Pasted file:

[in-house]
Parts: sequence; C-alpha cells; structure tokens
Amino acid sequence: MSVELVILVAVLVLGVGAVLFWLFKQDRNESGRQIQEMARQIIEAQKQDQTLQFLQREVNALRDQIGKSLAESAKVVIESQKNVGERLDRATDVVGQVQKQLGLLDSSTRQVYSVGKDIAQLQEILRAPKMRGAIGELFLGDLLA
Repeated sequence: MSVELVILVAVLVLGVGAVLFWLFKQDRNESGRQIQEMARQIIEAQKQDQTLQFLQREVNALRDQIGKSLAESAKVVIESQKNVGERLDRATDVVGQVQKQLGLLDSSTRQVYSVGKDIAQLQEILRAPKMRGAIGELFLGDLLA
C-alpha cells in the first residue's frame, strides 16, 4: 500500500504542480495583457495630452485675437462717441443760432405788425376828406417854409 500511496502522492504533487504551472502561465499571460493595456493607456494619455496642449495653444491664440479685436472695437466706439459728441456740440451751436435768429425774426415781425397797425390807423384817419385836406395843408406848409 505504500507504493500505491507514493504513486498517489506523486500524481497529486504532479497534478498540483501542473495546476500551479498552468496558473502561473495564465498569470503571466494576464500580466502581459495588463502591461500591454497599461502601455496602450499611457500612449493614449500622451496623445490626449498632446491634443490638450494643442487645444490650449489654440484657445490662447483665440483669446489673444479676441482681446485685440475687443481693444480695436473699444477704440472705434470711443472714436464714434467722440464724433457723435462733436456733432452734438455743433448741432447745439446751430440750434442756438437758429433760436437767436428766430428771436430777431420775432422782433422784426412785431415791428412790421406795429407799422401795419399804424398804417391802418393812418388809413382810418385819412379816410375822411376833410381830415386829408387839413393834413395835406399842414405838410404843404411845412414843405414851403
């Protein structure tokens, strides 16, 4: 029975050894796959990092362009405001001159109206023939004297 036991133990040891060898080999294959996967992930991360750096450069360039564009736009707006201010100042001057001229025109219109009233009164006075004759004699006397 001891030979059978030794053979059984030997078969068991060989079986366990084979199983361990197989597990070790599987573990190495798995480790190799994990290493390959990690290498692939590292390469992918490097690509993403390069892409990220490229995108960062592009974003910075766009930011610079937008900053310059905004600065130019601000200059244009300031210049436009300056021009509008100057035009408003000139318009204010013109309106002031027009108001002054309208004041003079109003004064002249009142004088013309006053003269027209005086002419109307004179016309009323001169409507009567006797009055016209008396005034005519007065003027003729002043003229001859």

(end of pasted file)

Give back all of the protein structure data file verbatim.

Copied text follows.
[in-house]
Parts: sequence; C-alpha cells; structure tokens
Amino acid sequence: MSVELVILVAVLVLGVGAVLFWLFKQDRNESGRQIQEMARQIIEAQKQDQTLQFLQREVNALRDQIGKSLAESAKVVIESQKNVGERLDRATDVVGQVQKQLGLLDSSTRQVYSVGKDIAQLQEILRAPKMRGAIGELFLGDLLA
Repeated sequence: MSVELVILVAVLVLGVGAVLFWLFKQDRNESGRQIQEMARQIIEAQKQDQTLQFLQREVNALRDQIGKSLAESAKVVIESQKNVGERLDRATDVVGQVQKQLGLLDSSTRQVYSVGKDIAQLQEILRAPKMRGAIGELFLGDLLA
C-alpha cells in the first residue's frame, strides 16, 4: 500500500504542480495583457495630452485675437462717441443760432405788425376828406417854409 500511496502522492504533487504551472502561465499571460493595456493607456494619455496642449495653444491664440479685436472695437466706439459728441456740440451751436435768429425774426415781425397797425390807423384817419385836406395843408406848409 505504500507504493500505491507514493504513486498517489506523486500524481497529486504532479497534478498540483501542473495546476500551479498552468496558473502561473495564465498569470503571466494576464500580466502581459495588463502591461500591454497599461502601455496602450499611457500612449493614449500622451496623445490626449498632446491634443490638450494643442487645444490650449489654440484657445490662447483665440483669446489673444479676441482681446485685440475687443481693444480695436473699444477704440472705434470711443472714436464714434467722440464724433457723435462733436456733432452734438455743433448741432447745439446751430440750434442756438437758429433760436437767436428766430428771436430777431420775432422782433422784426412785431415791428412790421406795429407799422401795419399804424398804417391802418393812418388809413382810418385819412379816410375822411376833410381830415386829408387839413393834413395835406399842414405838410404843404411845412414843405414851403
């Protein structure tokens, strides 16, 4: 029975050894796959990092362009405001001159109206023939004297 036991133990040891060898080999294959996967992930991360750096450069360039564009736009707006201010100042001057001229025109219109009233009164006075004759004699006397 001891030979059978030794053979059984030997078969068991060989079986366990084979199983361990197989597990070790599987573990190495798995480790190799994990290493390959990690290498692939590292390469992918490097690509993403390069892409990220490229995108960062592009974003910075766009930011610079937008900053310059905004600065130019601000200059244009300031210049436009300056021009509008100057035009408003000139318009204010013109309106002031027009108001002054309208004041003079109003004064002249009142004088013309006053003269027209005086002419109307004179016309009323001169409507009567006797009055016209008396005034005519007065003027003729002043003229001859």